Kim Lisa Taylor:

Oh okay, so either the date your purchased, or if it’s a development project like certificate of occupancy, or something?

 

Stacy Sherman:

Exactly, yep.

 

Kim Lisa Taylor:

Got it, okay. All right. So you would provide an estimate. So how would that happen? Would you have to be paid upfront to do that?

 

Stacy Sherman:

No, no, no. There’s no cost at all to get this estimate. There’s no cost at all. So we’re going to show you, “Here’s the depreciation with cost segregation. Here’s the depreciation without it. Here’s what that tax benefit adds up to for you and here’s what the fee is.” So there’s no cost or obligation to go through that exercise. However, once you engage us, it’s going to have a fixed fee. The fixed fee is going to be based on the scope of the work, whether it’s one building, a $500,000 apartment, or is it a whole complex? Our fees are going to be commensurate with the amount of hours it’ll take us to break it down. We visit every single property that we study. That’s required.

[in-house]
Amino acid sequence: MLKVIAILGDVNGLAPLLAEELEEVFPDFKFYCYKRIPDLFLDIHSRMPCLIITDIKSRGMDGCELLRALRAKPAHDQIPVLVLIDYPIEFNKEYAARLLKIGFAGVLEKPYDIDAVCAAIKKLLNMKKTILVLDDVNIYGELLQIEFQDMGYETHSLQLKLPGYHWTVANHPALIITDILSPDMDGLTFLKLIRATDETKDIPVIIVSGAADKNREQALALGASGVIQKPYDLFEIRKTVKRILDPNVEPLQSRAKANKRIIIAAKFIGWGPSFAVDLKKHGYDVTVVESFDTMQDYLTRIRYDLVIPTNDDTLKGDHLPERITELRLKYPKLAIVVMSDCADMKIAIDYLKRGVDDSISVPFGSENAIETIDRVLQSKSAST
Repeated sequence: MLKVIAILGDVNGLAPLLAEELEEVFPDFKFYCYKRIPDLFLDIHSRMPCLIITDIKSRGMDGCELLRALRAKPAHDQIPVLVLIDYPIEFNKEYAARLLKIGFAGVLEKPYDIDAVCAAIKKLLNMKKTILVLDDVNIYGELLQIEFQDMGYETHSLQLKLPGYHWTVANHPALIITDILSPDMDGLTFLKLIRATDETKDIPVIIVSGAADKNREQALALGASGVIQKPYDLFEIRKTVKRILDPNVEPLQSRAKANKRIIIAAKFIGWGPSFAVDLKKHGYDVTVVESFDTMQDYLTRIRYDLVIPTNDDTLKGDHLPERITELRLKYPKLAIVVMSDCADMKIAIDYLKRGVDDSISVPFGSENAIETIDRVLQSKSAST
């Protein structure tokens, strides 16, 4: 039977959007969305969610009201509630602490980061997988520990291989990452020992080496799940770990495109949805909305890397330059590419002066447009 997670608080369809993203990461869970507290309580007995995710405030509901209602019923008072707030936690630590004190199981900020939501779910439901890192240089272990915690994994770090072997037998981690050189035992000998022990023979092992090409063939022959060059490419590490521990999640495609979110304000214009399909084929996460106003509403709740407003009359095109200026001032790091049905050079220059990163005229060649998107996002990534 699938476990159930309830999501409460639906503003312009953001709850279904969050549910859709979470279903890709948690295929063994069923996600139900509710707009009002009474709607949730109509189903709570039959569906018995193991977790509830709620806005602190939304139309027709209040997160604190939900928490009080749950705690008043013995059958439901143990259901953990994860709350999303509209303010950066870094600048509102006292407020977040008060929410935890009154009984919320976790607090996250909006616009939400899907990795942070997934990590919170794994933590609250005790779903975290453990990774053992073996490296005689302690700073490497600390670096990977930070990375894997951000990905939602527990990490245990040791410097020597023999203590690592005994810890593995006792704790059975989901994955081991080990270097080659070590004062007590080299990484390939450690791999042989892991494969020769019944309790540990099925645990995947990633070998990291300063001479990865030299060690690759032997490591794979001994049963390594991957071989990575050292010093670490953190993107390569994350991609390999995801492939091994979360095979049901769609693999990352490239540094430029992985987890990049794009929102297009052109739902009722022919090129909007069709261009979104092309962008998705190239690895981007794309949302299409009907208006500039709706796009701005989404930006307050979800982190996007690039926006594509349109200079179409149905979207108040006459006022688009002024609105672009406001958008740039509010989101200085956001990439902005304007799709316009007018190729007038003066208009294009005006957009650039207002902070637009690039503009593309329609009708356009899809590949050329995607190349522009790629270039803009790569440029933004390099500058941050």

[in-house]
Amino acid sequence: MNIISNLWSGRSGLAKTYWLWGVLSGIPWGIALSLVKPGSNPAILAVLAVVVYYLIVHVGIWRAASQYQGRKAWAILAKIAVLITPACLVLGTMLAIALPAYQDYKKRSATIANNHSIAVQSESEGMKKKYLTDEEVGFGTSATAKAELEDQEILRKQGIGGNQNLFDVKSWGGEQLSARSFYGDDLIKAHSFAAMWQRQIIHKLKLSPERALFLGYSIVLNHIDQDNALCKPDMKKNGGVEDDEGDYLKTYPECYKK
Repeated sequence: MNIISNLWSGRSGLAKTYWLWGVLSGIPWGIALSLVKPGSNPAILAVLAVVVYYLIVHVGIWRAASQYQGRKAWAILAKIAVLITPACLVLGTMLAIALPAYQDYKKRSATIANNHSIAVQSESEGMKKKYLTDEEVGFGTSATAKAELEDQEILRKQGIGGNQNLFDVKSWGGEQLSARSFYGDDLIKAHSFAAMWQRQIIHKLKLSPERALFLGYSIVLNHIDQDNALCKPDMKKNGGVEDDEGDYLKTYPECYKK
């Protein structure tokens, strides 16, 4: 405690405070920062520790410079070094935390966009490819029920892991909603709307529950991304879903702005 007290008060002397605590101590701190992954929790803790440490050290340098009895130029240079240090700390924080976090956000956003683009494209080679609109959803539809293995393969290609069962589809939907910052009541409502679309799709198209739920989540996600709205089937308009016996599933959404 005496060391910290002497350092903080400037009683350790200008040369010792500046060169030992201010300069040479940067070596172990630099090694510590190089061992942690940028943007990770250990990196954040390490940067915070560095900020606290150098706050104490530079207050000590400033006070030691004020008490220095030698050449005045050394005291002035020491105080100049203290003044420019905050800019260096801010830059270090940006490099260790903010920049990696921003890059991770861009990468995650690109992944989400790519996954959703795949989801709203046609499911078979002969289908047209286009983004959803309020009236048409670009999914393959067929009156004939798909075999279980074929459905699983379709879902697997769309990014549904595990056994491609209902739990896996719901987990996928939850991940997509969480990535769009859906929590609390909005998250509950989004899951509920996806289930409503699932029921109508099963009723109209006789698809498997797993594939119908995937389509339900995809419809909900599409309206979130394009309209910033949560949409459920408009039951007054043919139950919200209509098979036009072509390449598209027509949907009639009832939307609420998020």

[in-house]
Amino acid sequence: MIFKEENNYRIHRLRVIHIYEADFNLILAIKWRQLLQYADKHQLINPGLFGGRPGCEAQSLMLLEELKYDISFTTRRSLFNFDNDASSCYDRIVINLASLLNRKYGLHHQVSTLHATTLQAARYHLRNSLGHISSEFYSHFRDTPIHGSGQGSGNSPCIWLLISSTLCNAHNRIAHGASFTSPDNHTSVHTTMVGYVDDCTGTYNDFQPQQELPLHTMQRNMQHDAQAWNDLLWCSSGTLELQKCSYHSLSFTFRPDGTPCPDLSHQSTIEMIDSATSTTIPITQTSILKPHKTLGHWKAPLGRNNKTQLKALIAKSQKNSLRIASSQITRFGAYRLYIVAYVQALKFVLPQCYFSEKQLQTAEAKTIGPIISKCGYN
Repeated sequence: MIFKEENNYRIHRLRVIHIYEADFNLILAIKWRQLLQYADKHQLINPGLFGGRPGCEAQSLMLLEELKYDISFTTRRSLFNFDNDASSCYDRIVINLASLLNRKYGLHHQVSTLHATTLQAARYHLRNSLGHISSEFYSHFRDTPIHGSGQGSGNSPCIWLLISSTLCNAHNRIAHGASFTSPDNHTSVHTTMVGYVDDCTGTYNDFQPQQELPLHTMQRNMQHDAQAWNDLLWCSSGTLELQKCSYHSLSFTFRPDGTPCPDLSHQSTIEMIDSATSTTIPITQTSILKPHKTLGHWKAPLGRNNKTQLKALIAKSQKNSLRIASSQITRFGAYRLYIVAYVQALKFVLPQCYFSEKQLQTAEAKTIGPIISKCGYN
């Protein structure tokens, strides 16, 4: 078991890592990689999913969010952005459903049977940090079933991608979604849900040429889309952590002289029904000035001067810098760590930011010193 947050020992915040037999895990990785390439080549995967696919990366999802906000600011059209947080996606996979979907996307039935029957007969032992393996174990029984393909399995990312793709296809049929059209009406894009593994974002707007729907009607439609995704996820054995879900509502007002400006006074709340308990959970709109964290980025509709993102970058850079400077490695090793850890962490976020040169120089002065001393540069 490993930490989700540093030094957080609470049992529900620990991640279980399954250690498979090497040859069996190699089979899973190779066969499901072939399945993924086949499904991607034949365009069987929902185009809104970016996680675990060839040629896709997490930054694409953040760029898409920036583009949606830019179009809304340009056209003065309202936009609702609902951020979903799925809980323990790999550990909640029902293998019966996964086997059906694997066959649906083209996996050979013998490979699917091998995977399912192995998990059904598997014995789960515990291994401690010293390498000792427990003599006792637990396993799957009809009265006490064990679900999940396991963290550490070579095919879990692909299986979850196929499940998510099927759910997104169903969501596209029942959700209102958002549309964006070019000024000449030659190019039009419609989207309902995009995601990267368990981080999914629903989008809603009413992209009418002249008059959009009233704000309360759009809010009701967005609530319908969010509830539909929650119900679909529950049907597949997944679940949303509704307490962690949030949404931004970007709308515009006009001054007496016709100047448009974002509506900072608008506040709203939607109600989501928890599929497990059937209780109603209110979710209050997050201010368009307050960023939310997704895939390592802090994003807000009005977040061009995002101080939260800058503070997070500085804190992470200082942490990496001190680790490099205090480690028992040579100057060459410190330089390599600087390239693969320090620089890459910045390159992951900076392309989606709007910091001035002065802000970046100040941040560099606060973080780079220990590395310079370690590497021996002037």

A note on COVID: that’s been a little bit challenging for our site visits, but we have work-arounds. If there’s no vacancies and the residents don’t want us in, we do have some work-arounds, so we’ve had to do a lot of that in the last, almost a year. It’s been crazy, but we still have to do a site visit. We’re going to gather any documentation that you have, if you had an appraisal done before you bought the building. If you have blueprints, building plans, whatever documentation, we’re going to gather all that up, plus our site visit. Then once we have all the information in, it’s about a six- to eight-week turnaround time to deliver the finished study.

 

Kim Lisa Taylor:

So this is something that would be required prior to submitting K1s to investors each year? Like what’s the timing?

 

Stacy Sherman:

Yeah, it does get a little challenging with the K1s. You need the study before you file your tax return. So if you file timely in March, you’re really past our deadline, because our deadline was last week, to have everything for timely filers, but a lot of people file extensions. So you’ve got plenty of time, if you filed an extension, or file in April.